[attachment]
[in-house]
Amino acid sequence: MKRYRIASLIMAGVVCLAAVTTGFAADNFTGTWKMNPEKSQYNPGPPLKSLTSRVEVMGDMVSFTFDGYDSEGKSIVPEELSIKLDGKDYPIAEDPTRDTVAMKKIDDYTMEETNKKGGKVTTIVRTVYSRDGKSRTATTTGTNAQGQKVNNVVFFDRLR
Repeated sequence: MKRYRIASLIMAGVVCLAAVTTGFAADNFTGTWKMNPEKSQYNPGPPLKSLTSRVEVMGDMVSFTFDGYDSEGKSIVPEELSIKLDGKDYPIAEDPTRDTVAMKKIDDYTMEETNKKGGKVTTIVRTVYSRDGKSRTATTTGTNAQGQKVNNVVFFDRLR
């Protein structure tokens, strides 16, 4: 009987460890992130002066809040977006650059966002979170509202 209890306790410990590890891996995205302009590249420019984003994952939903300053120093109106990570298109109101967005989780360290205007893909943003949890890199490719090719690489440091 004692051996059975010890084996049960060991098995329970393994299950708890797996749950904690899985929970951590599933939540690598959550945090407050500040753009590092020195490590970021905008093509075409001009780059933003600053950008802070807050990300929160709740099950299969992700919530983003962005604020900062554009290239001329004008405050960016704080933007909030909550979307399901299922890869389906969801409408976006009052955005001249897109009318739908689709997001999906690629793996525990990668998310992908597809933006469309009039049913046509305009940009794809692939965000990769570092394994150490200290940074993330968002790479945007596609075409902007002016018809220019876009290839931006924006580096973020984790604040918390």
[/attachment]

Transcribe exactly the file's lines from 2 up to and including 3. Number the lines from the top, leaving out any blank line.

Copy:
Amino acid sequence: MKRYRIASLIMAGVVCLAAVTTGFAADNFTGTWKMNPEKSQYNPGPPLKSLTSRVEVMGDMVSFTFDGYDSEGKSIVPEELSIKLDGKDYPIAEDPTRDTVAMKKIDDYTMEETNKKGGKVTTIVRTVYSRDGKSRTATTTGTNAQGQKVNNVVFFDRLR
Repeated sequence: MKRYRIASLIMAGVVCLAAVTTGFAADNFTGTWKMNPEKSQYNPGPPLKSLTSRVEVMGDMVSFTFDGYDSEGKSIVPEELSIKLDGKDYPIAEDPTRDTVAMKKIDDYTMEETNKKGGKVTTIVRTVYSRDGKSRTATTTGTNAQGQKVNNVVFFDRLR